Human eyesight is an incredibly complex system, and a problem like Glaucoma anywhere along the way can lead to seriously compromised vision.
One such problem is glaucoma, a group of eye conditions that affect millions of people in the US, making it the second most common cause of vision loss and blindness in the country. In most cases, this is the result of damage to the optic nerve from increased pressure in the eye.
Intraocular Pressure: A Delicate Balance
The human eye is filled with fluid — aqueous humor in the front chambers, vitreous humor in the larger rear chamber behind the lens. In a healthy eye, the pressure of this fluid remains within a safe range because the amount of aqueous humor being produced is equal to the amount flowing out through the pupil. In an eye with glaucoma, this drainage system does not work the way it should.
Common Risk Factors & Symptoms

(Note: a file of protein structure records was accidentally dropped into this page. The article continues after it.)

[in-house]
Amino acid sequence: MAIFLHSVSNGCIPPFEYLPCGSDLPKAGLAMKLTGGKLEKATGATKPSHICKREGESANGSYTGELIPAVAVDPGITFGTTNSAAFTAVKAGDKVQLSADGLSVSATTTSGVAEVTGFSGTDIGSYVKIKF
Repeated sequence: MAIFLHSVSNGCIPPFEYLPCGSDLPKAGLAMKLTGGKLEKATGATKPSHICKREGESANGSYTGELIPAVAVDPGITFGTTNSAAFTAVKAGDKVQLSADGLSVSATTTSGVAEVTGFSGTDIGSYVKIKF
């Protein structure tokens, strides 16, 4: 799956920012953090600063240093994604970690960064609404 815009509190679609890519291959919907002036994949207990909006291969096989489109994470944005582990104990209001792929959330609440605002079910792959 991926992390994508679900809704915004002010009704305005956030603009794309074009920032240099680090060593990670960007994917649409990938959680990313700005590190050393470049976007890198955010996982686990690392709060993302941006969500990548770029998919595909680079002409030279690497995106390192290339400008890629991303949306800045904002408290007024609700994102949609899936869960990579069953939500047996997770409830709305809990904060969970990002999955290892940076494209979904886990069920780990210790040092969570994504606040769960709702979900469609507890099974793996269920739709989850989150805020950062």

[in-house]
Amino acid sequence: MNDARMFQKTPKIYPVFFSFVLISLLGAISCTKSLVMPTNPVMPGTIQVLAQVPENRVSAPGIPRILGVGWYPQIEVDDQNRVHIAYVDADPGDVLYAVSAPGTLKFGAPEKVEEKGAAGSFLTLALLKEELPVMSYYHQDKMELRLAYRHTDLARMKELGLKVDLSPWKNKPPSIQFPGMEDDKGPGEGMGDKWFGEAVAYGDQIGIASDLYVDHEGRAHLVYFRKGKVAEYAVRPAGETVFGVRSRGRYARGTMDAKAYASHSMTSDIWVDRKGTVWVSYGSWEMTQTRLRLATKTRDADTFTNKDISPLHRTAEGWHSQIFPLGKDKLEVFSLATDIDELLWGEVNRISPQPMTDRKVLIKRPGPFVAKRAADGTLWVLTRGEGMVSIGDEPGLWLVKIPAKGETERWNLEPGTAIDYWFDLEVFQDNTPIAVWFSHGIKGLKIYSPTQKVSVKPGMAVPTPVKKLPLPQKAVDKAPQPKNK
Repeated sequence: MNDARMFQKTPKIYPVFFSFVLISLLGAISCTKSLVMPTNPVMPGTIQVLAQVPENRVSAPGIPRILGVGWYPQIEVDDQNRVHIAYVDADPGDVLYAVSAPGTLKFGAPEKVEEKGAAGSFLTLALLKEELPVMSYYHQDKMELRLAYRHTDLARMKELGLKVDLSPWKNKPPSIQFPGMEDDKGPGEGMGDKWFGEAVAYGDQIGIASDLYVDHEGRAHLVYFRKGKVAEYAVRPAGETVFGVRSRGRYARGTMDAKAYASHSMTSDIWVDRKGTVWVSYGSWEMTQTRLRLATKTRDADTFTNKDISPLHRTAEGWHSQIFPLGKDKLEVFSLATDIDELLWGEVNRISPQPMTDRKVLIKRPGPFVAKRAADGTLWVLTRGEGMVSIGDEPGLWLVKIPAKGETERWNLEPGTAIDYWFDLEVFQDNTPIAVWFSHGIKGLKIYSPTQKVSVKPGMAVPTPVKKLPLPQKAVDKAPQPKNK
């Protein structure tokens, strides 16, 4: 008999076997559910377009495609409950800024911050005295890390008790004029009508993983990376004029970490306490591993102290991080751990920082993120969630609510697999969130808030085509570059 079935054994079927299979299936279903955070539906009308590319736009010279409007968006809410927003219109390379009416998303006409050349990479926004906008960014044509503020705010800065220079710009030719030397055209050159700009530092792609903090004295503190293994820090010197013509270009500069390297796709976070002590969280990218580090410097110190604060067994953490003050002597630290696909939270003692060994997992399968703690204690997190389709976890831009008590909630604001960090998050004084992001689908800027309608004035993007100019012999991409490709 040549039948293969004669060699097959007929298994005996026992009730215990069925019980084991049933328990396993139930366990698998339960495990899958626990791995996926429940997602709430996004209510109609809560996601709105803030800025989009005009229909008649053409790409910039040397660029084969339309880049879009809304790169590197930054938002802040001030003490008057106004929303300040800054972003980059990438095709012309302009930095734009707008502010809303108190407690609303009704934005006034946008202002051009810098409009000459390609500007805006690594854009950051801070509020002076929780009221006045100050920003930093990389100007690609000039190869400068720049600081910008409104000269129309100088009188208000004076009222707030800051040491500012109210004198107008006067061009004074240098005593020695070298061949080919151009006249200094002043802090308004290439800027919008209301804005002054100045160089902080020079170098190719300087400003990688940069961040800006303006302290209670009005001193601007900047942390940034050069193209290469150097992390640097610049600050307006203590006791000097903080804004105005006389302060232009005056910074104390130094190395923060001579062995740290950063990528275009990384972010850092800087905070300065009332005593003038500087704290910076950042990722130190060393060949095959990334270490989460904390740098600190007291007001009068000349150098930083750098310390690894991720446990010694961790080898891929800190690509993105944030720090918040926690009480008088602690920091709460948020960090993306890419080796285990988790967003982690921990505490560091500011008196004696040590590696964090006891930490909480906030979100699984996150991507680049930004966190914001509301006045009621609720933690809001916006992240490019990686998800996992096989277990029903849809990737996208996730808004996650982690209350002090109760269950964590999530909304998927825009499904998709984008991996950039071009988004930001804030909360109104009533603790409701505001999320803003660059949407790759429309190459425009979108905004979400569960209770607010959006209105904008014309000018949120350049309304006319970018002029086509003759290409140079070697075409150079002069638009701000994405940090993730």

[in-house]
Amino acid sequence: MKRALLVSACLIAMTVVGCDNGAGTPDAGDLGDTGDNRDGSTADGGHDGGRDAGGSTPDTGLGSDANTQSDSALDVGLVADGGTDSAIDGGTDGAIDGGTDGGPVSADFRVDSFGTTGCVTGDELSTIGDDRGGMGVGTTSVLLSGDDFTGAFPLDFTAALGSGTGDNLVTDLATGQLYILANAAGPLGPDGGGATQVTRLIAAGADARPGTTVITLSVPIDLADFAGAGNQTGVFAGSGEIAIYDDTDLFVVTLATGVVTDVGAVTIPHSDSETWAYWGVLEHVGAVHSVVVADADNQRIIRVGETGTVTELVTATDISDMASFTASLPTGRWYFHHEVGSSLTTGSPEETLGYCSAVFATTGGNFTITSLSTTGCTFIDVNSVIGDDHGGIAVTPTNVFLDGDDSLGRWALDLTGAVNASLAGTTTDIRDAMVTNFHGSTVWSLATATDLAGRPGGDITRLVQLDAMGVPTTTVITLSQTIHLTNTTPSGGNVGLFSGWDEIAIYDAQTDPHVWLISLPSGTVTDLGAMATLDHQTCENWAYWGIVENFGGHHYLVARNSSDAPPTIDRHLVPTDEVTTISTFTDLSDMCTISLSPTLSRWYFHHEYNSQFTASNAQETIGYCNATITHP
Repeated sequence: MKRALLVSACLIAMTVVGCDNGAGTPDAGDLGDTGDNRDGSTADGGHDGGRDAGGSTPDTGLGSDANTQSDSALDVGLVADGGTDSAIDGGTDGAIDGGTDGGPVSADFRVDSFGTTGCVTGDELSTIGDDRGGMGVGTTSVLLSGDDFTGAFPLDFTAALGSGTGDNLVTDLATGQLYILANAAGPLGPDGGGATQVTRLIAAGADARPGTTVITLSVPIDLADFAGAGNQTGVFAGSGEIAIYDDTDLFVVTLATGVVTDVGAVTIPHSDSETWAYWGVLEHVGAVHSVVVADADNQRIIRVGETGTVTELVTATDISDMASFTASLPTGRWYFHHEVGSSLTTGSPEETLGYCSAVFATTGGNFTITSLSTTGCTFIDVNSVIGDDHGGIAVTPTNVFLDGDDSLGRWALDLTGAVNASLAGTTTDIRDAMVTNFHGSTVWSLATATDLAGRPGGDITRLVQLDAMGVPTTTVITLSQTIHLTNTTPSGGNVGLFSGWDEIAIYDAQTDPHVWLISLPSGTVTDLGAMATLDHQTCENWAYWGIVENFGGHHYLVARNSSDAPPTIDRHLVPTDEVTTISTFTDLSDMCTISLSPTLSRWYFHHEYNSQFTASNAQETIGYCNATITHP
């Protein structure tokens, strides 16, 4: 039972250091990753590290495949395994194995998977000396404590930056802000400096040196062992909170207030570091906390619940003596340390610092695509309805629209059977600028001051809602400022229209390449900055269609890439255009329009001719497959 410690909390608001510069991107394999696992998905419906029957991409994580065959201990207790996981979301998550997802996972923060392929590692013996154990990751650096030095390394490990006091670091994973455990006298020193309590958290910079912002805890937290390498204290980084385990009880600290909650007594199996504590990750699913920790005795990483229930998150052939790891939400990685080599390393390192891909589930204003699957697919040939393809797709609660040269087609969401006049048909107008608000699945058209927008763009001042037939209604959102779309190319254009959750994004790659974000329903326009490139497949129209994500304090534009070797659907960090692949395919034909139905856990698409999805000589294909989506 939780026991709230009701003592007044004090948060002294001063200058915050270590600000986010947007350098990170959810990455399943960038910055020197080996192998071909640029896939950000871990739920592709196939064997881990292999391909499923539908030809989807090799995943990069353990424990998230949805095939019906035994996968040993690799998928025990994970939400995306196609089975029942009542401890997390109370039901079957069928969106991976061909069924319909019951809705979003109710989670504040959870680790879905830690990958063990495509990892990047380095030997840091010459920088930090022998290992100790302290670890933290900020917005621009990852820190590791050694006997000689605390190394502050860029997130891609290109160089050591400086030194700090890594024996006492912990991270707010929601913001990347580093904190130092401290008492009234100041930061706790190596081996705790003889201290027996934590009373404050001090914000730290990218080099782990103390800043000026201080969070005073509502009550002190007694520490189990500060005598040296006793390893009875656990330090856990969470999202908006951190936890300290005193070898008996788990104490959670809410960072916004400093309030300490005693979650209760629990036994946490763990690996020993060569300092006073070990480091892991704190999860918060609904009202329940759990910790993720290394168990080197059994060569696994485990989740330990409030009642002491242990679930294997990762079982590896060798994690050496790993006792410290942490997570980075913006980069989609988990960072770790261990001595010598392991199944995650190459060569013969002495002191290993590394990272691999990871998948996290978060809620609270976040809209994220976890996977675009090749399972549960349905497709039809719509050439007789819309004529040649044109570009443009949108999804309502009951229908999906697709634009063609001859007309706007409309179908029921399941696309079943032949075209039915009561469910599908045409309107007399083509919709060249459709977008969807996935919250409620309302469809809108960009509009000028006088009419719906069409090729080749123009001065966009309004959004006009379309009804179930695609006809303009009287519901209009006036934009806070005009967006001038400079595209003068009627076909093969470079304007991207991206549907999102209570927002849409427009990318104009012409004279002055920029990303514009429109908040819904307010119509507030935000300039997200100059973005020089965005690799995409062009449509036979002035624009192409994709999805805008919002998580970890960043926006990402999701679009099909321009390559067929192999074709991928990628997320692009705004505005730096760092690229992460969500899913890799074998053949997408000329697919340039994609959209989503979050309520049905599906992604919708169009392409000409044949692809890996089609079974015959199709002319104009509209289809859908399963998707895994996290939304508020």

While everyone has some risk of developing glaucoma, certain factors can make it more likely. Glaucoma is far more common in people over 60, particularly minorities. Also, people of Asian descent are at greater risk of angle-closure glaucoma. Glaucoma sometimes offers no symptoms until it has done damage and that’s why it’s so important to get a yearly comprehensive eye exam. Also, age and hereditary can increase risk along with high blood pressure, heart disease, diabetes, or sickle cell anemia.
A major risk factor for glaucoma is heredity. Someone with a sibling who has glaucoma is ten times more likely to develop it than someone who doesn’t. Other risk factors include eye injury and steroid use.
Why An Early Glaucoma Diagnosis Matters
Vision loss from glaucoma is irreversible and there is currently no cure for the disease, but medication and/or surgery can halt its progress as long as we diagnosed it in time. The key to early diagnosis is regular eye exams, especially for those with a high risk of developing the condition. Make sure you’re familiar with your family’s eye health history, and don’t forget to keep us in the loop!